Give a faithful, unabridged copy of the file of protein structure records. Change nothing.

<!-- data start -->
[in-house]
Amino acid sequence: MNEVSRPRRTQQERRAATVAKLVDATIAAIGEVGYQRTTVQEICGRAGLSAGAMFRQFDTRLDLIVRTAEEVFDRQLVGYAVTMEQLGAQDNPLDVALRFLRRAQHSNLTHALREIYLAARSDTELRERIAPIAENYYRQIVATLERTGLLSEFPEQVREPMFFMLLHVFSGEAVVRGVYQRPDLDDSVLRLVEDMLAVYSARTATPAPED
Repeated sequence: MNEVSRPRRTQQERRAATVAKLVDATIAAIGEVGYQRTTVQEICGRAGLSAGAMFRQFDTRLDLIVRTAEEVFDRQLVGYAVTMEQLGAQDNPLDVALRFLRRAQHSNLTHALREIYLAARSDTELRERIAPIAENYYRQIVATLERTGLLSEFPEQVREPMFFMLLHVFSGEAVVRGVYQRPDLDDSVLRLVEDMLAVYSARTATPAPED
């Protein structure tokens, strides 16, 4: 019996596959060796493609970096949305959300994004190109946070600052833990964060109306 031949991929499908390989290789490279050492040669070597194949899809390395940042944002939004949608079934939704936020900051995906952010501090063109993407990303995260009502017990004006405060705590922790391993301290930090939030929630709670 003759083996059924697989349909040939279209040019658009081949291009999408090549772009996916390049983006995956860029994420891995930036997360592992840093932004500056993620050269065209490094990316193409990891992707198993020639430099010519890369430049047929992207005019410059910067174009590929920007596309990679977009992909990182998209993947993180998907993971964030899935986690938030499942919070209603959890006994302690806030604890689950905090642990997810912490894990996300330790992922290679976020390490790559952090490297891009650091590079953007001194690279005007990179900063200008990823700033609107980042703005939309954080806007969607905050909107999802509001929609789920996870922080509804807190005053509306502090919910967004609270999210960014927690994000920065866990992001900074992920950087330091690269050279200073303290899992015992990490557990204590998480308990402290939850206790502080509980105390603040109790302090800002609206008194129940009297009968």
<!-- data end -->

[in-house]
Amino acid sequence: MNEVSRPRRTQQERRAATVAKLVDATIAAIGEVGYQRTTVQEICGRAGLSAGAMFRQFDTRLDLIVRTAEEVFDRQLVGYAVTMEQLGAQDNPLDVALRFLRRAQHSNLTHALREIYLAARSDTELRERIAPIAENYYRQIVATLERTGLLSEFPEQVREPMFFMLLHVFSGEAVVRGVYQRPDLDDSVLRLVEDMLAVYSARTATPAPED
Repeated sequence: MNEVSRPRRTQQERRAATVAKLVDATIAAIGEVGYQRTTVQEICGRAGLSAGAMFRQFDTRLDLIVRTAEEVFDRQLVGYAVTMEQLGAQDNPLDVALRFLRRAQHSNLTHALREIYLAARSDTELRERIAPIAENYYRQIVATLERTGLLSEFPEQVREPMFFMLLHVFSGEAVVRGVYQRPDLDDSVLRLVEDMLAVYSARTATPAPED
């Protein structure tokens, strides 16, 4: 019996596959060796493609970096949305959300994004190109946070600052833990964060109306 031949991929499908390989290789490279050492040669070597194949899809390395940042944002939004949608079934939704936020900051995906952010501090063109993407990303995260009502017990004006405060705590922790391993301290930090939030929630709670 003759083996059924697989349909040939279209040019658009081949291009999408090549772009996916390049983006995956860029994420891995930036997360592992840093932004500056993620050269065209490094990316193409990891992707198993020639430099010519890369430049047929992207005019410059910067174009590929920007596309990679977009992909990182998209993947993180998907993971964030899935986690938030499942919070209603959890006994302690806030604890689950905090642990997810912490894990996300330790992922290679976020390490790559952090490297891009650091590079953007001194690279005007990179900063200008990823700033609107980042703005939309954080806007969607905050909107999802509001929609789920996870922080509804807190005053509306502090919910967004609270999210960014927690994000920065866990992001900074992920950087330091690269050279200073303290899992015992990490557990204590998480308990402290939850206790502080509980105390603040109790302090800002609206008194129940009297009968």